More Round-ups and Resources
- NTC You need a social media strategy by Socialbrite
- 6 Nonprofit Technology Takeaways and One Killer Find at #12ntc by NetWitsThinkTank
- Takeaways from 2012 Nonprofit Technology Conference by Nonprofit Bridge
- Highlights from the Nonprofit Technology Conference by Socialbrite
- NTC Data Visualization Panel by Beth Kanter
- What if you drew your mission statement? by MixtapeCommunications
- Death of the Elevator Pitch? by Claxon Marketing
- Moving Forward from NTC 2012 by Idealware
- Nonprofit Technology Conference Withdrawal by Beth Kanter
- 12NTC: A Love Letter by Holly Ross
For recorded sessions, handouts, resources and to stay connected to the nptech community check out myntc2012 - the online home of NTEN’s 2012 conference.
- Elissa Thomas and Abby Nafziger
If there’s one thing that ties nonprofit-sector “newcomers” with those more experienced, it’s the learning curve. Board members, staff people, even those that arrive with years of private-sector experience, all share the need to get up-to-speed on the uniqueness of the sector. It simply takes time to learn and understand. Thankfully, for whatever the issue-at-hand, you don’t have to re-invent the wheel or spend hours tracking it down. 501 Commons, through the Statewide Nonprofit Resource Directory, has curated some of the best in the business. Read more...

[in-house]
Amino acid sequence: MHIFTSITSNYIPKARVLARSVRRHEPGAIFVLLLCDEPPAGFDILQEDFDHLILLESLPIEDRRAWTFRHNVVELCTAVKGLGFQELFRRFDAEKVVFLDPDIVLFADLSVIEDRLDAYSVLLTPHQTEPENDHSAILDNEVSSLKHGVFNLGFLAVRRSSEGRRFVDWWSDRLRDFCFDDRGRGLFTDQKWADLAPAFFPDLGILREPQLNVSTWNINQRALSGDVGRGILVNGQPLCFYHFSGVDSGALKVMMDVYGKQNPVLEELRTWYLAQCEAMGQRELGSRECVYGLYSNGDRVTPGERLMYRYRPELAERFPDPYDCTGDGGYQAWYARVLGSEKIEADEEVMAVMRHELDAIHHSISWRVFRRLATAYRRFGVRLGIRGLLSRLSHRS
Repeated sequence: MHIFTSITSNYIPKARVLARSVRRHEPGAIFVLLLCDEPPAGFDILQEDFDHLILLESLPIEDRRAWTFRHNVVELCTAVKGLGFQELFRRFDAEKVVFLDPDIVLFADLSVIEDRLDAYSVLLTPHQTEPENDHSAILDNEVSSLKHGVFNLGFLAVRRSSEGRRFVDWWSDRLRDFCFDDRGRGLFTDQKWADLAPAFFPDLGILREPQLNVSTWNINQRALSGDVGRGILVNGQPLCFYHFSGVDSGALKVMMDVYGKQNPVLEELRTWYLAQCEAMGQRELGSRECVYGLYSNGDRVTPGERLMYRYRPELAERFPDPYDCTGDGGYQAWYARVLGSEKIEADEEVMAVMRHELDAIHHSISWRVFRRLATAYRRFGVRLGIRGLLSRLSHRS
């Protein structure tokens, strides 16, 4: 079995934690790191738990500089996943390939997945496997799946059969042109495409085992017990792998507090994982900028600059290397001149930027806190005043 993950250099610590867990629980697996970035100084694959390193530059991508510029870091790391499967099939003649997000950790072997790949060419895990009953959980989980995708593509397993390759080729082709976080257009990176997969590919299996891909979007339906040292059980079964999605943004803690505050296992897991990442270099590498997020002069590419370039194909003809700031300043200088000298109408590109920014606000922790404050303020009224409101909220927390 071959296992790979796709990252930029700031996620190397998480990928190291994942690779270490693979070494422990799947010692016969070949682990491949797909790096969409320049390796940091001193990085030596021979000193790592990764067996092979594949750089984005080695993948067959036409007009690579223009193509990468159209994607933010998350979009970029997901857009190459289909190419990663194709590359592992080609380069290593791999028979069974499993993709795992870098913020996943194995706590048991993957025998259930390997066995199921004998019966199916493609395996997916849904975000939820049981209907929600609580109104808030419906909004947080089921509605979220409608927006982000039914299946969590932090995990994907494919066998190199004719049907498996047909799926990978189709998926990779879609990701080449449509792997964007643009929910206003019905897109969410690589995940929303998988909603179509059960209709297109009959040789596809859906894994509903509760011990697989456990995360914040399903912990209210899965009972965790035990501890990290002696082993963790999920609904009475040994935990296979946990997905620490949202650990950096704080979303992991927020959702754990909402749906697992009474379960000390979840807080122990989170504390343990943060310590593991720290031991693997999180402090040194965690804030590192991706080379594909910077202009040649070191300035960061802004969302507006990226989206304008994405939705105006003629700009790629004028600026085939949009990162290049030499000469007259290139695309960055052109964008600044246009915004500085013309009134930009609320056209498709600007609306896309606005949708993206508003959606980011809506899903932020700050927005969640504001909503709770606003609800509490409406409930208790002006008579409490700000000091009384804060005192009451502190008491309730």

This is a guest post from Matt Fikejs, Information & Referral Program Manager at 501 Commons. Matt writes periodically writes for the NPower Northwest blog to share updates from the Statewide Nonprofit Resource Directory.
If there’s one thing that ties nonprofit-sector “newcomers” with those more experienced, it’s the learning curve. Board members, staff people, even those that arrive with years of private-sector experience, all share the need to get up-to-speed on the uniqueness of the sector. It simply takes time to learn and understand.
When starting out, the focus tends to be on bylaws, fundraising strategies, and other requirements, like financial reporting. Soon, attention shifts to evaluation, human resources, and even marketing. Over time, organizational and leadership development emerge as areas to address. And, throughout it all, there’s the issue of board roles and responsibilities.